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3 Films You Have to Watch at the Japanese Film Festival!

By Say Peng  /  14 Jan 2019 (Monday)

The annual Japanese Film Festival (Singapore) is happening this Friday. 

It will open to a sold-out screening of the hot-favorite independent zombie comedy One Cut of the Dead, followed by a dozen more film screenings over a period of three weeks, concluding with a mini-retrospective of Yasujiro Ozu's films.

Have you got your tickets yet? I hope so, but for those who haven't, here are 3 films that I recommend you check out.

1. The Lowlife

Screened in competition at the 2017 Tokyo International Film Festival, 'The Lowlife' explores the everyday struggles of three Japanese women involved in the world of adult film as they face both family and public disapproval.

Adapted from a novel by Japanese AV star Mana Sakura and directed by Takahisa Zeze, one of the Four Heavenly Kings of Pink, the film has been well reviewed.

Variety praised the film as "very well delivered by Zeze’s sensitive direction and uniformly fine performances from a clearly committed cast."

2. Yakiniku Dragon

Elder restauranteur Yong-Gil Ryukichi runs Yakiniku Dragon, a neighbourhood restaurant in the outskirts of Osaka with Yong-Sun his wife and his three daughters Shizuka, Rika, Mika and youngest son Tokio.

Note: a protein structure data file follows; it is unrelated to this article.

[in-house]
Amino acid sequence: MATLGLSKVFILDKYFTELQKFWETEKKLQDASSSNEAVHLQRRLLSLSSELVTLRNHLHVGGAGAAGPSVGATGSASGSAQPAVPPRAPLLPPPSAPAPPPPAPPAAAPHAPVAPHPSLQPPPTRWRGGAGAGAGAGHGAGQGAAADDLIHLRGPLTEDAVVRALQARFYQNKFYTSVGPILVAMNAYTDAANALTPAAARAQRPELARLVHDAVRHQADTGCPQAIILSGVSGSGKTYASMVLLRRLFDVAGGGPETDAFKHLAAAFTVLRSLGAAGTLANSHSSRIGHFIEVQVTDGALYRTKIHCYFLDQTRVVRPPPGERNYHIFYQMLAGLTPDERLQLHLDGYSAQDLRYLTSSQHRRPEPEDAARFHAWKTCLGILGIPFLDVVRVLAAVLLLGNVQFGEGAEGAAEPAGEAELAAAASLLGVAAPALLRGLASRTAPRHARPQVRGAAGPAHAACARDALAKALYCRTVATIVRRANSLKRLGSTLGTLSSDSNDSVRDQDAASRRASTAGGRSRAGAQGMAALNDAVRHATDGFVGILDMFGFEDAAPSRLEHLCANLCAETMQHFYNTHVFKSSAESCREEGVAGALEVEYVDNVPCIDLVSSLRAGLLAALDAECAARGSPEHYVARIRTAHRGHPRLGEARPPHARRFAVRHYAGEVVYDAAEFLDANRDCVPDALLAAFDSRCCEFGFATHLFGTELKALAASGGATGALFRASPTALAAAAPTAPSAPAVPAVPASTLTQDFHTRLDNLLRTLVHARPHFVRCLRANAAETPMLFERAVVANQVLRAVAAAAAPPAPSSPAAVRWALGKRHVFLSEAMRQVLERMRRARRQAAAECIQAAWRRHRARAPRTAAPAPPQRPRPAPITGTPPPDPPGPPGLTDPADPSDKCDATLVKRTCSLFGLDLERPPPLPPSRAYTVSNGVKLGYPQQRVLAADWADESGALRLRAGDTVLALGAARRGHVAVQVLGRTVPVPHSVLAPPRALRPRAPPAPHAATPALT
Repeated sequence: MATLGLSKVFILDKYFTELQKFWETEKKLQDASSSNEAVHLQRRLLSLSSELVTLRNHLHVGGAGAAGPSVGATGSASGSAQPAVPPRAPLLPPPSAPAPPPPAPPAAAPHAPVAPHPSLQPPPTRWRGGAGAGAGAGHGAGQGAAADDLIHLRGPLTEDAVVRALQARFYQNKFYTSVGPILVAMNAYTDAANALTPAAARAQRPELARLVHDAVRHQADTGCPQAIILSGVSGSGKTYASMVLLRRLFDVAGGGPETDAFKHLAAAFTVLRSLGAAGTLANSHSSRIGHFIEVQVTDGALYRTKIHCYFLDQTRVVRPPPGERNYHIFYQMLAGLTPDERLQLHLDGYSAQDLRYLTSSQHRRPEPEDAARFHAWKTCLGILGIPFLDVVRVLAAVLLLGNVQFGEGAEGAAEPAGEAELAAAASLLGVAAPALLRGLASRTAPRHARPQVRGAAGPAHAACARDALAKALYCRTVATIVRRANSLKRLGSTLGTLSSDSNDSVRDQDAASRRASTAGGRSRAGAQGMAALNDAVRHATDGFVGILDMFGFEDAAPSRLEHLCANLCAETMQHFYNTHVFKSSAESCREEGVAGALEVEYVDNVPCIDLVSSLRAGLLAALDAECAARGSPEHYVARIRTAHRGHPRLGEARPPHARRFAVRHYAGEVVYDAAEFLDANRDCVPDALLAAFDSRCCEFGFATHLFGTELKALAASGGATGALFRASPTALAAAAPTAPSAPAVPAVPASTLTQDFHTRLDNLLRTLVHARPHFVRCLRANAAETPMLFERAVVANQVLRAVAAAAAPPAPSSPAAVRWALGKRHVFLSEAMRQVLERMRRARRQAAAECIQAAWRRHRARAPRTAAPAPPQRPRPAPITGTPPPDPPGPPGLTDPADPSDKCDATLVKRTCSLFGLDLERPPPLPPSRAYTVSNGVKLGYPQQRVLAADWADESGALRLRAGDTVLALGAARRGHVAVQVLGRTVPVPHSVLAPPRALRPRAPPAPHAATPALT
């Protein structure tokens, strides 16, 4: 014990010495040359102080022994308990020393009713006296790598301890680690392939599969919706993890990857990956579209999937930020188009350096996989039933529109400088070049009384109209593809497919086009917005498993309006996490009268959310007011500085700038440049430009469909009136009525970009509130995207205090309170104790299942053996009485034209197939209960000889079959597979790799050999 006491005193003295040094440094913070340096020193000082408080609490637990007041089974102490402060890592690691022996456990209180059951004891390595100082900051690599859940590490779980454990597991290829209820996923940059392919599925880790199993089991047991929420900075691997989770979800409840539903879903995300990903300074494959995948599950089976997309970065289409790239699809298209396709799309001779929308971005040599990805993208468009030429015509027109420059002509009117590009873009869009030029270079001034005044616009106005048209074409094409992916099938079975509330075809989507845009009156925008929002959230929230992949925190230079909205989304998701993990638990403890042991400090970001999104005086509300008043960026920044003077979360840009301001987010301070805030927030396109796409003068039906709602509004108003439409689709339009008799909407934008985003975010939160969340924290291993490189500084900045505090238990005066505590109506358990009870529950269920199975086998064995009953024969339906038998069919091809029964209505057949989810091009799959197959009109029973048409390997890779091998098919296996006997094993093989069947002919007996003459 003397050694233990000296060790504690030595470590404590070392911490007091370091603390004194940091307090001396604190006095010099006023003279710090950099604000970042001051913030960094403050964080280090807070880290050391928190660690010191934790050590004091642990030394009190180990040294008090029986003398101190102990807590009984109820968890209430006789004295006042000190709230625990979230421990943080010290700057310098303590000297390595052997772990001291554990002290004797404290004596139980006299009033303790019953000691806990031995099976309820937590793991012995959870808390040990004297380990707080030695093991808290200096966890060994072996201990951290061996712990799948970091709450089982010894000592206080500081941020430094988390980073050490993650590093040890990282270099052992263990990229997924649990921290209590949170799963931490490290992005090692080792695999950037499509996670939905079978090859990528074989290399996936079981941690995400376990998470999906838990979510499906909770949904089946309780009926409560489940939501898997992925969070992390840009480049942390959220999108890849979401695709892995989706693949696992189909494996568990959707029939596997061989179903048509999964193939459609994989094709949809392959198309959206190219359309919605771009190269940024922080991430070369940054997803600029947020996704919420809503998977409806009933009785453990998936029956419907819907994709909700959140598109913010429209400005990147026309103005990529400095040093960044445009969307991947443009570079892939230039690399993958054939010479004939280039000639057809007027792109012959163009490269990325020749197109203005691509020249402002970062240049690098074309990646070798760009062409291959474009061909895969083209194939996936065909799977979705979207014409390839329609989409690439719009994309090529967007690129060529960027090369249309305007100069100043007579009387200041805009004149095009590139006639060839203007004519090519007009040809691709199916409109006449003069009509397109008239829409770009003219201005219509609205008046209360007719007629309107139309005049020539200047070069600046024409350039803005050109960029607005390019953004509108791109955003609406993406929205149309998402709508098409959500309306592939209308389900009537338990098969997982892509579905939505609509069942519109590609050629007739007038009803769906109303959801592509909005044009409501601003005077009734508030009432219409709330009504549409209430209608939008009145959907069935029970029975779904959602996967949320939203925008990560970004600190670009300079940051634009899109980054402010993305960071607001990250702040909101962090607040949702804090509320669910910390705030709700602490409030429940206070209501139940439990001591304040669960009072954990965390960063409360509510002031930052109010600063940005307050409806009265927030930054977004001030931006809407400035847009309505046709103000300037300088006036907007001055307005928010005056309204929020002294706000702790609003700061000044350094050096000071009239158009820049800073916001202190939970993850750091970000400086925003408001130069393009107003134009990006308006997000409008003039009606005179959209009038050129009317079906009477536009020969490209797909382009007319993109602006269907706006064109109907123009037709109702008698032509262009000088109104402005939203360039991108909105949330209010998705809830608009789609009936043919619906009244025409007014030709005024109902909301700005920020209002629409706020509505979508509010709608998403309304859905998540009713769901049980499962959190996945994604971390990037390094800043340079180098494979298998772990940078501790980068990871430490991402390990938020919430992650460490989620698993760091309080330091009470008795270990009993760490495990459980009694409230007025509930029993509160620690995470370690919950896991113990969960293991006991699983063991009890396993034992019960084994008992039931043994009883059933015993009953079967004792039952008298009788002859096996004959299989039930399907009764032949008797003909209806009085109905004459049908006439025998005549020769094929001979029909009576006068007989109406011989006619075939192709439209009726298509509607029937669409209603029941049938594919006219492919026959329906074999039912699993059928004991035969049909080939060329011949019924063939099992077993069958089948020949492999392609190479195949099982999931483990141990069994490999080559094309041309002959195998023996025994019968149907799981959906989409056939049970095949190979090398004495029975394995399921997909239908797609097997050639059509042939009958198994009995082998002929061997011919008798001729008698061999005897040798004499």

We follow his family as his daughters fall into love, bicker out of love, argue, drink, sing and bond with the small Korean community in 70s era Japan.

Based on Chong’s successful stage play, the film explores the challenges of being a zainichi (ethnic Koreans trying to integrate into Japanese society).

Director Wishing Chong will also be present for a post-show Q&A.

3. Before We Vanish

In his 20th film 'Before We Vanish', which premiered at the 2017 Cannes Film Festival, acclaimed horror director Kiyoshi Kurosawa reinvents the alien movie as a unique and profoundly human tale of love and mystery.

Three aliens travel to Earth on a reconnaissance mission for a mass invasion. Having taken possession of humans, the visitors rob the hosts of their essence – good, evil, property, family, belonging – leaving only hollow shells, which are all but unrecognizable to their loved ones.

Equally hilarious, thrilling, and profound, 'Before We Vanish' reminds audiences of the continued strength and inventiveness of one of Japanese cinema’s most unique auteurs.

Of course, other than the above three films, there are other films equally worth checking out such as 'Jesus', 'Dynamite Graffiti', and 'Liverleaf'.

Tickets for the movies can be purchased at Shaw box office or online at Shaw's website.
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